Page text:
I knew that Pretty Maids were still around because Ronnie Atkins has been a guest vocalist on the last few Avantasia albums, including Moonglow, but I was surprised to find that they've never really gone away since I first heard them back in 1985 on The Friday Rock Show. There was a brief moment in 1991 when they technically seem to have split up but it only lasted long enough for a rethink and they were back up and running. Given how good this album is, I really should take a look back at the last few because this is their fourth in seven years.

If you haven't heard them, they're a melodic heavy metal band from Denmark, which is unsurprising nowadays but was far from the norm in 1985. They're a pristine example of how a band can be heavy without ever losing an inherent focus on melody. I wrote it that way deliberately because, however much of an influence they've been on European power metal, that's not what they are. Power metal starts with the power and brings in the melody. It feels like a Pretty Maids song starts with the melody and brings in the power.

In fact, the majority of songs here could be covered by a soft rock band and still sound amazing. Sure, there are heavied up ballads that could easily be de-heavied like Shadowlands and Strength of a Rose, but someone like Richard Marx could take on Will You Still Kiss Me (If I See You in Heaven), which is a heavy song with a heavy build, and it would still sound great without any of that heaviness.

The heaviest song here is surely If You Want Peace (Prepare for War), which chugs along as well as any death metal song I've heard this year, albeit a little less extreme. Pretty Maids aren't an extreme band, but it's not hard to see why more extreme bands see them as an influence. If a band closer to the soft end of the spectrum could cover other songs, I could see a heavier band covering this one.

The best song may well be the one in between the two I just mentioned at the heart of the album. It's Runaway World and it's class throughout. It starts out softly with Chris Laney's keyboards swirling to set the mood. It builds with vocal harmonies as the instruments kick in. The verse is a textbook of how to build to a chorus and the hooks when it arrives are fantastic. I have to say that I'm surprised that it isn't apparently seen as single material, the two released thus far being the openers, Serpentine and Firesoul Fly.

If the best material is in the middle of the album, they're a strong way to begin it. They're a little subtler than Runaway World but they're both great songs. With a really strong first half and a glorious middle, it's somewhat inevitable that the second half fades a little but it's still decent. It's a quieter affair, after If You Want Peace, because the last four songs include the two ballads, which fortunately aren't remotely soporific.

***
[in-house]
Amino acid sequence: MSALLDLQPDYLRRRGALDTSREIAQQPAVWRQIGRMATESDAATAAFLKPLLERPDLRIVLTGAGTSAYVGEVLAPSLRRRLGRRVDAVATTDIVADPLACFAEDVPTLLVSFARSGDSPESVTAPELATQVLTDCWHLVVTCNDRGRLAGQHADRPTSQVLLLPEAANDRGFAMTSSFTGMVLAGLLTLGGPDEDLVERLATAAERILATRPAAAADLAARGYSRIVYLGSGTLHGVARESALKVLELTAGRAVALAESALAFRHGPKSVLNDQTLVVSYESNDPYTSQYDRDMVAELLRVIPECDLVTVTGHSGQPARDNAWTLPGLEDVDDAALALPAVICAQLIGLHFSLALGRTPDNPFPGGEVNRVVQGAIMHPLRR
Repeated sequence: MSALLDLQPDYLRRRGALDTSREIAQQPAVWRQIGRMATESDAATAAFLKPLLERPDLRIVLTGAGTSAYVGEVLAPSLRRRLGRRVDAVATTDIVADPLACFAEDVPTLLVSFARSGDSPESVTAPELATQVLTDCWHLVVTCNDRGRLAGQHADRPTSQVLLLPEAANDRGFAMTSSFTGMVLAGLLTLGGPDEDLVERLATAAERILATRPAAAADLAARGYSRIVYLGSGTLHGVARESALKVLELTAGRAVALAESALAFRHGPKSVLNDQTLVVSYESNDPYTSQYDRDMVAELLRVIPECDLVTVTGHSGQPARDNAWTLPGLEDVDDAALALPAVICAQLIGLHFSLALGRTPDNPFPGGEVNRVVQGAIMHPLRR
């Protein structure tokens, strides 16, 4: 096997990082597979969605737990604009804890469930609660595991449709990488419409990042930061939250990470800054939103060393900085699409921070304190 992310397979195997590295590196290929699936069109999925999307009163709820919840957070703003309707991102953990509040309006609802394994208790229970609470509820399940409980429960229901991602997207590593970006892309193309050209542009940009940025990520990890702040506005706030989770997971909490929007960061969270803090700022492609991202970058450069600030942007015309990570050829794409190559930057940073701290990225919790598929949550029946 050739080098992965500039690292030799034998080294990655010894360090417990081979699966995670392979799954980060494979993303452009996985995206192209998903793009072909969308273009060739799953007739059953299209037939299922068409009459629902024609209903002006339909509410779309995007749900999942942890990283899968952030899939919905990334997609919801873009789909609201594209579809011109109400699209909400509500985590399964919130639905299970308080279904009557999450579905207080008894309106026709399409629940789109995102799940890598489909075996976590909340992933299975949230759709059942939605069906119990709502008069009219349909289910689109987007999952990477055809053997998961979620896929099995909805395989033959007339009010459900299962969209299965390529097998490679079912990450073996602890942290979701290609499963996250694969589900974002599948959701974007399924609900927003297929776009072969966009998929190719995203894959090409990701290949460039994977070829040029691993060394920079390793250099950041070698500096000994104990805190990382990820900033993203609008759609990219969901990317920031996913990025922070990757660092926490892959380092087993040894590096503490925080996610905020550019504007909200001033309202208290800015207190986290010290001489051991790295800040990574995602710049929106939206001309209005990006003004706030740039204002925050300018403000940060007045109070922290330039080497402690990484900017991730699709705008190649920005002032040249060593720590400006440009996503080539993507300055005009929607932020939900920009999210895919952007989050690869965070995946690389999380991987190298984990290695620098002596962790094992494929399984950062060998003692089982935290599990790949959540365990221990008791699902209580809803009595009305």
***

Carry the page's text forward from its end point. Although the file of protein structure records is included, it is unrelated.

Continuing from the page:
This is the band's sixteenth studio album and it sounds like they're as good now as they've ever been. I enjoyed them back in the late eighties but they weren't anywhere near this good then. This is much slicker than Red, Hot and Heavy but heavier and more consistent than Future World. Ronnie's voice has matured well over the years too and he has a really tight band behind him at the moment. Obviously there's a lot of material in between those early days and now and I'm going to be very interested in seeing how long they've been up to this standard.

Entombed A.D. - Bowels of Earth (2019)

Country: Sweden
Style: Death 'n' Roll
Rating: 6/10
Release Date: 30 Aug 2019
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While I drifted away from the rock scene in the early nineties, I did notice Entombed, whose 1990 Left Hand Path album was a pivotal death metal release and who demonstrated a will to evolve musically on their third studio album, Wolverine Blues, in 1993. Of the current Entombed A.D. line-up, only vocalist Lars-Göran Petrov was with Entombed at that point, but this band formed out of that one, after they split up in 2014. Founder member Alex Hellid had the rights to the name, so everyone else formed Entombed A.D. to continue their work in the death 'n' roll style.

I don't believe I've reviewed a death 'n' roll album yet at Apocalypse Later and I do know that Entombed A.D. don't particularly care for the genre name. I get that because they're just playing death metal in a different way, like their home town scene in Stockholm had a different sound to Gothenburg, over on the other side of Sweden.